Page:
Attribute domains are rules that describe the legal values of a field type, providing a method for enforcing data integrity. Attribute domains are used to constrain the values allowed in any particular attribute for a table or feature class. If the features in a feature class or nonspatial objects in a table have been grouped into subtypes, different attribute domains can be assigned to each of the subtypes. A domain is a declaration of acceptable attribute values. Whenever a domain is associated with an attribute field, only the values within that domain are valid for the field. In other words, the field will not accept a value that is not in that domain. Using domains helps ensure data integrity by limiting the choice of values for a particular field.

Attribute domains can be shared across feature classes, tables, and subtypes in a geodatabase.

For example, a feature class for water mains and a feature class that stores water laterals can use the same domain for the ground surface type field.

When you create a domain, you must specify which type of domain you want to use.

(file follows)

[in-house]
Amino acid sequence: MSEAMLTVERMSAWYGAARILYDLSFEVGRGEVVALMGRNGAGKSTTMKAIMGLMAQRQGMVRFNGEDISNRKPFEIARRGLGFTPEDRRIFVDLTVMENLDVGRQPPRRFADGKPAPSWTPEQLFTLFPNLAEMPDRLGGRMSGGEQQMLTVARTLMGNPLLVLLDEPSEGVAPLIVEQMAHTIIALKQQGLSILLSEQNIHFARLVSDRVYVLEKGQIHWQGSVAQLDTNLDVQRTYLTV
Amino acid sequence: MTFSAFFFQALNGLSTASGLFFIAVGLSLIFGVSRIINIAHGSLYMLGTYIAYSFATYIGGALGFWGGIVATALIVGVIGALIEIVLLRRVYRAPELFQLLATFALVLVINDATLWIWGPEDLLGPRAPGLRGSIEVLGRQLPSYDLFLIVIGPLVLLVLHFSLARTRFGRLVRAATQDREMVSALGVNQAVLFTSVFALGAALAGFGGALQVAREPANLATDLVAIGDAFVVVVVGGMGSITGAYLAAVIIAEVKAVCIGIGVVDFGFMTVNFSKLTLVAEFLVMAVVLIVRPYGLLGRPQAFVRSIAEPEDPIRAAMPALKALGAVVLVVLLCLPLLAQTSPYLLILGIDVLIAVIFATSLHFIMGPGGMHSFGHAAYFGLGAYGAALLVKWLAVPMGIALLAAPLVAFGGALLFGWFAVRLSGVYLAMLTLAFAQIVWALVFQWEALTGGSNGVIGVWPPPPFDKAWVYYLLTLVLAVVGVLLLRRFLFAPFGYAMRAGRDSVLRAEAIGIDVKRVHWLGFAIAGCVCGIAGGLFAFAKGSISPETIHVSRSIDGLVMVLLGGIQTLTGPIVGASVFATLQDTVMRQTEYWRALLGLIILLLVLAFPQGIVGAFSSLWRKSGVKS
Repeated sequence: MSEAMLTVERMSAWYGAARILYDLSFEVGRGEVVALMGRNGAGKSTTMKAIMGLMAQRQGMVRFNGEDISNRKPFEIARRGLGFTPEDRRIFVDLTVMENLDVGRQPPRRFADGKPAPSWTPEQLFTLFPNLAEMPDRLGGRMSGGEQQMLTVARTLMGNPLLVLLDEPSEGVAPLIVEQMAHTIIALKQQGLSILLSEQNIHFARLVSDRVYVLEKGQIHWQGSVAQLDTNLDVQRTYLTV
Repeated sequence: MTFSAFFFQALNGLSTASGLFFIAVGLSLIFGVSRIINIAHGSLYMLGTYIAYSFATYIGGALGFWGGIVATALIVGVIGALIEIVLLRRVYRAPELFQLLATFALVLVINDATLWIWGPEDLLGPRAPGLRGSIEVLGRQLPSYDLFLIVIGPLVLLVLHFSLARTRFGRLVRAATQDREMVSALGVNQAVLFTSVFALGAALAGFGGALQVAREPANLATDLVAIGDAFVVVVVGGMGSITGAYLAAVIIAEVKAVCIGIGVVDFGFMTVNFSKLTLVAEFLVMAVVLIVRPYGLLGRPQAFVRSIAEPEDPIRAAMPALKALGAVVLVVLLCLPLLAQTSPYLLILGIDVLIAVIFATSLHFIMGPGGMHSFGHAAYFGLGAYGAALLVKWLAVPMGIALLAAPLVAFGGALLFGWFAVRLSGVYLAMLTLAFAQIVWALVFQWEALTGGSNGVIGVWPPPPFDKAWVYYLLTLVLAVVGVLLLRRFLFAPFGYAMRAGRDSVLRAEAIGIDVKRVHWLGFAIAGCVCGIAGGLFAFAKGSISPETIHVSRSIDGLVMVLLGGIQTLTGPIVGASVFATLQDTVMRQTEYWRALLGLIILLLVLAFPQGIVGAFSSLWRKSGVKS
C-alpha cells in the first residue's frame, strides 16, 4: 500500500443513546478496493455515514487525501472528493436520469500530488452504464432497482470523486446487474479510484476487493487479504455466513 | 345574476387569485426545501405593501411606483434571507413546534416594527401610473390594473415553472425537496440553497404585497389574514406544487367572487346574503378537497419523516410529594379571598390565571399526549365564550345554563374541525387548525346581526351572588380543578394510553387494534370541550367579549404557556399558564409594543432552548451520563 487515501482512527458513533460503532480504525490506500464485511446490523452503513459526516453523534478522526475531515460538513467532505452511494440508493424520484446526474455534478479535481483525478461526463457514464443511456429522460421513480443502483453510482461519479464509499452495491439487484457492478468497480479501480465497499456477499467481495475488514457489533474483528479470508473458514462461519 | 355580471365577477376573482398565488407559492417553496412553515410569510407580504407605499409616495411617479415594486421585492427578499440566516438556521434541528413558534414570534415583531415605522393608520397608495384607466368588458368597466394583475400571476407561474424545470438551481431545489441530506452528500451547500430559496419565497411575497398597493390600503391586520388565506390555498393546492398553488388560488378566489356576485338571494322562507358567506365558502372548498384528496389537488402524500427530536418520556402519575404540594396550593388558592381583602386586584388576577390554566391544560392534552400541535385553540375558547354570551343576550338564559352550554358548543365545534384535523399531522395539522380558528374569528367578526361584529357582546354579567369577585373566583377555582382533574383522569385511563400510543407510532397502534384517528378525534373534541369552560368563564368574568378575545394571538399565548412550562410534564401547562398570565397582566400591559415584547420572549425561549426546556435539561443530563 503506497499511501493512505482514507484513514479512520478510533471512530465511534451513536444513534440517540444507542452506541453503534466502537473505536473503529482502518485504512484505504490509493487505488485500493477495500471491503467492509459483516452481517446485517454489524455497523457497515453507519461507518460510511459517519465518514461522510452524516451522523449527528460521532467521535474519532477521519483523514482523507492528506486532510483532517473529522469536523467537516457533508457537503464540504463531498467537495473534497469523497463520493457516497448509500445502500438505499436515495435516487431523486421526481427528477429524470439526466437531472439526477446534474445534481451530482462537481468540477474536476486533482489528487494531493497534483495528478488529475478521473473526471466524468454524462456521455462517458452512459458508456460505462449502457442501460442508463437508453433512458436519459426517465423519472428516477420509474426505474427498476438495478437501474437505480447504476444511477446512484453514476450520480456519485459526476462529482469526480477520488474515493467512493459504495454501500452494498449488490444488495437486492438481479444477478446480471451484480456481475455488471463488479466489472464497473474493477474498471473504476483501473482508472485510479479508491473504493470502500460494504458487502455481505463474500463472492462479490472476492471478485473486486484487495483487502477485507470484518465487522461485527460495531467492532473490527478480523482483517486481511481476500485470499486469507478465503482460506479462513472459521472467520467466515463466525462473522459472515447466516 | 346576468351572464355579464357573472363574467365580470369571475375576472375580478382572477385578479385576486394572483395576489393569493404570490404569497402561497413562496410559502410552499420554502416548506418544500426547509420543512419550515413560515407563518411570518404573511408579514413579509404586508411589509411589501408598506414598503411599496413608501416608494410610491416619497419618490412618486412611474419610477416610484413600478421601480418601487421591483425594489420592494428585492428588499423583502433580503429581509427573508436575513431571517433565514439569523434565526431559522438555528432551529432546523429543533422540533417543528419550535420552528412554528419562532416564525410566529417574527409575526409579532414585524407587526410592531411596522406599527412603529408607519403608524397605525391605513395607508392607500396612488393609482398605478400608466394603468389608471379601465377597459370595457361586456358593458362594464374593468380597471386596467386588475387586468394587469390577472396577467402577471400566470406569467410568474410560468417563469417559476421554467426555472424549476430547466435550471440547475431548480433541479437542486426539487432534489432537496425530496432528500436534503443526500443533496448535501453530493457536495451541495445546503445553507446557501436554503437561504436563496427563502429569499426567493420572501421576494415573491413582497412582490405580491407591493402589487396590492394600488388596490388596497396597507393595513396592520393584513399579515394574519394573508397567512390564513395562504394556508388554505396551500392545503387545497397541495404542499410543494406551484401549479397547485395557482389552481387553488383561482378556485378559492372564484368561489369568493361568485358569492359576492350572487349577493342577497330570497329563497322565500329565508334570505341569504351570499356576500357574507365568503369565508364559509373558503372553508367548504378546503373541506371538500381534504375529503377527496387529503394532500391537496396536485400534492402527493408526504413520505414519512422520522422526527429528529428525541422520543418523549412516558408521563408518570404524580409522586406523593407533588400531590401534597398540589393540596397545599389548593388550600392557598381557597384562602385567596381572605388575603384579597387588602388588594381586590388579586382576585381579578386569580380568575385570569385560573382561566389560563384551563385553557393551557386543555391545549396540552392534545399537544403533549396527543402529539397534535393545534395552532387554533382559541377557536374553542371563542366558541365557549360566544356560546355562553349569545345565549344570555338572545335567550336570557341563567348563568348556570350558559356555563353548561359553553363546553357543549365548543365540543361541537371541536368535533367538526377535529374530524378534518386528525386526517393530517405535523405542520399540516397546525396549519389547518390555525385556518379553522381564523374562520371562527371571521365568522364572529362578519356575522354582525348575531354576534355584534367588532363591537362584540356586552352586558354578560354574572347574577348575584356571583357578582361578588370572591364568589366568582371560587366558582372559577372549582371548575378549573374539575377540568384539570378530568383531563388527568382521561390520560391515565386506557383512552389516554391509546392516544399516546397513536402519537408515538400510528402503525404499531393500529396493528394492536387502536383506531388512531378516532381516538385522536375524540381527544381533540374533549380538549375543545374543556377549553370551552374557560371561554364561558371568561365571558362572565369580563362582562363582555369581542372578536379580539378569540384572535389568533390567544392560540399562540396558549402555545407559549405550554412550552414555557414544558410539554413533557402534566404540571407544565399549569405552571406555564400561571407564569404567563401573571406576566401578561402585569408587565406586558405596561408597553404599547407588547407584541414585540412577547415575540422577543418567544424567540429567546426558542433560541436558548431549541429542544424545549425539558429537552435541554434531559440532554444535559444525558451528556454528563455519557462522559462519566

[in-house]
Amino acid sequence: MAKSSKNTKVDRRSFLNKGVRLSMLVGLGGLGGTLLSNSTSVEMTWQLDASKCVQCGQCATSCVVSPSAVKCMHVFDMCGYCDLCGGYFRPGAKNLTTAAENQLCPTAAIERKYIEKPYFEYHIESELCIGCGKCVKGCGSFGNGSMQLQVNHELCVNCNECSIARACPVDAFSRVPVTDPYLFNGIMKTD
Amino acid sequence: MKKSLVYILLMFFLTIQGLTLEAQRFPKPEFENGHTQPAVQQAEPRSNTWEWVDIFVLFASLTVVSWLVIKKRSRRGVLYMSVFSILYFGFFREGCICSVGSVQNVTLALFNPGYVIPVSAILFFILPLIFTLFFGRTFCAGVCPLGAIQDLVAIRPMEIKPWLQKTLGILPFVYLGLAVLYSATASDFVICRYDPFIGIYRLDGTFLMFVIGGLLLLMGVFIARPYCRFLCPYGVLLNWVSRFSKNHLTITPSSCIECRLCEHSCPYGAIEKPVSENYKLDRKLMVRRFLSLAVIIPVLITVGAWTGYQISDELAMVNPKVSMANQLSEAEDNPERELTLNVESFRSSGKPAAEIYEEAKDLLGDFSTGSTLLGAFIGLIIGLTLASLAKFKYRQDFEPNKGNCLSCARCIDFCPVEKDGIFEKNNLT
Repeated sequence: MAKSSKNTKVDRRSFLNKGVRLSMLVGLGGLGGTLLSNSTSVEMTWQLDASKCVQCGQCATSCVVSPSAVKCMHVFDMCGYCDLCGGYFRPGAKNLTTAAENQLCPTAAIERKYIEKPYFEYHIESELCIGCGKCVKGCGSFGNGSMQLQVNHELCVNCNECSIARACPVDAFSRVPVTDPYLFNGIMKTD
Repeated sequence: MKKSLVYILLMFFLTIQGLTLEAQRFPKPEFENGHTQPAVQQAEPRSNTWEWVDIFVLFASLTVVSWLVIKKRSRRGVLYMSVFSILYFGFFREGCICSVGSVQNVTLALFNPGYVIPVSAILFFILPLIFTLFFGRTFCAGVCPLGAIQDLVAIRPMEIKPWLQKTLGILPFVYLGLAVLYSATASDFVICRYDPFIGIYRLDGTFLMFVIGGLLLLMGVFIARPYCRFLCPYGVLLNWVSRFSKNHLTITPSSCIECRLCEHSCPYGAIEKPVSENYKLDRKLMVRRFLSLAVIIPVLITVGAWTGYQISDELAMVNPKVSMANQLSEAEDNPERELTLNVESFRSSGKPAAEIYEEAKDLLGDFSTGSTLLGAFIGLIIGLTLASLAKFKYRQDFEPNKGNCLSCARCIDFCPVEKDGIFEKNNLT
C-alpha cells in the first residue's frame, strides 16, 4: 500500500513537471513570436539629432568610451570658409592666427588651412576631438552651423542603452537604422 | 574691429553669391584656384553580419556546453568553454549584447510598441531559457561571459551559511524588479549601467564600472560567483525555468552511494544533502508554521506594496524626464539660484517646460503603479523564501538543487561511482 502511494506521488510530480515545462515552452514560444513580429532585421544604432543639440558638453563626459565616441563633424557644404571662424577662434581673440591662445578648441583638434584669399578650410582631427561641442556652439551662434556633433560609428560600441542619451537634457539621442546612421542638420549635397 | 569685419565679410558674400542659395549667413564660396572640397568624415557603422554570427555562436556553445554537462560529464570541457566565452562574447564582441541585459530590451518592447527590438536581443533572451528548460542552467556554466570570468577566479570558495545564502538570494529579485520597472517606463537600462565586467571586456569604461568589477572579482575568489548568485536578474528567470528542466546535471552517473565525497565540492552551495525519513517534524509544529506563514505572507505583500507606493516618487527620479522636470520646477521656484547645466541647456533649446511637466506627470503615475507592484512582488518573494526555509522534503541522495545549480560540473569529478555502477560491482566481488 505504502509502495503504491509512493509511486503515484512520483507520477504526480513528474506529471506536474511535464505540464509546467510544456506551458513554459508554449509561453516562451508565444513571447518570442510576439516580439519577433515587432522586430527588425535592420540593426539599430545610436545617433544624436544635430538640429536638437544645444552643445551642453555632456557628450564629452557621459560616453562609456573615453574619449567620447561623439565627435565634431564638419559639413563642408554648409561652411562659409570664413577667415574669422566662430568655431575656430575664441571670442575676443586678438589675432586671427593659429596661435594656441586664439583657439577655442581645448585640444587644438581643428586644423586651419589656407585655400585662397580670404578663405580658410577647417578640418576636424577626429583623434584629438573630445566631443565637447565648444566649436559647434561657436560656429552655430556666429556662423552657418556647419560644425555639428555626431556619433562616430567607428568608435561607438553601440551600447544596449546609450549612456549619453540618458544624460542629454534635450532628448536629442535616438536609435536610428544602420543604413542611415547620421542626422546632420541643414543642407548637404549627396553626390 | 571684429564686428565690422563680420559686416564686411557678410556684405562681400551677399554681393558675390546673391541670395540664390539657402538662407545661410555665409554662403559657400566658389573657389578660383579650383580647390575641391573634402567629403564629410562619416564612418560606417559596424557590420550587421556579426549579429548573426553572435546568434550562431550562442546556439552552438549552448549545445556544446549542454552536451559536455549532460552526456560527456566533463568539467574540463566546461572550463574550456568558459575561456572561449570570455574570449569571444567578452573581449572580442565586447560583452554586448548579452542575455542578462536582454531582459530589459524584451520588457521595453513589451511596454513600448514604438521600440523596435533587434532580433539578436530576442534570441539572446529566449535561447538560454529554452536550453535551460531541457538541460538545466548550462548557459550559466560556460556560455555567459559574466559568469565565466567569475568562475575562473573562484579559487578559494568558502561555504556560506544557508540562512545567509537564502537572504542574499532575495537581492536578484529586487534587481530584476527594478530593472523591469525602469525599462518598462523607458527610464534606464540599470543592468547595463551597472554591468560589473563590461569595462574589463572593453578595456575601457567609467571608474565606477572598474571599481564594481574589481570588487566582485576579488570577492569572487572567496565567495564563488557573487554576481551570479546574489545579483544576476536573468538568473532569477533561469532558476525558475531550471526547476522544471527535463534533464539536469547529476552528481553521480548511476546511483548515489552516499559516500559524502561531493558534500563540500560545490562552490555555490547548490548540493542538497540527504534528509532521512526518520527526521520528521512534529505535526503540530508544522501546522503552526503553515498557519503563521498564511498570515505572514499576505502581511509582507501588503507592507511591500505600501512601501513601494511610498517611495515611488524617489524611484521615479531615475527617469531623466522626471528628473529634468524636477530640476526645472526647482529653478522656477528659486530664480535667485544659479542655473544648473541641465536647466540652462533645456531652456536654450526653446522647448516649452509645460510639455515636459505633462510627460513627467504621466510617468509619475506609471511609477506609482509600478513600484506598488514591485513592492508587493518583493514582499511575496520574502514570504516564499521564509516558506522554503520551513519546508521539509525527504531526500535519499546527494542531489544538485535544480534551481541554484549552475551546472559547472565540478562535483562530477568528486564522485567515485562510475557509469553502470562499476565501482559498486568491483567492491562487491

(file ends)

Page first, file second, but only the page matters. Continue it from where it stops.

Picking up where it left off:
There are two types of attribute domains:

  • Range domains—A ranged domain specifies a valid range of values for a numeric attribute. When creating a ranged domain, you enter a minimum and maximum valid value. A range domain can be applied to short-integer, long-integer, float, double, and date attribute types.
    For example, in a feature class for water mains, you could have subtypes for transmission, distribution, and bypass water mains. Distribution water mains can have a pressure between 50 and 75 psi. For a distribution water main object to be valid, its pressure value must be entered as some value between 50 and 75 psi.
    Range domains are validated through the use of the Validate Features command.
  • Coded domains—A coded value domain can apply to any type of attribute—text, numeric, date, and so on. Coded value domains specify a valid set of values for an attribute.
    For example, water mains may be buried under different types of surfaces as signified by a GroundSurfaceType attribute field: pavement, gravel, sand, or none (for exposed water mains). The coded value domain includes both the actual value that is stored in the database (for example, 1 for pavement) and a more user-friendly description of what that value actually means.
    Validation for coded value domains is accomplished by restricting the user to choose field values from a drop-down list.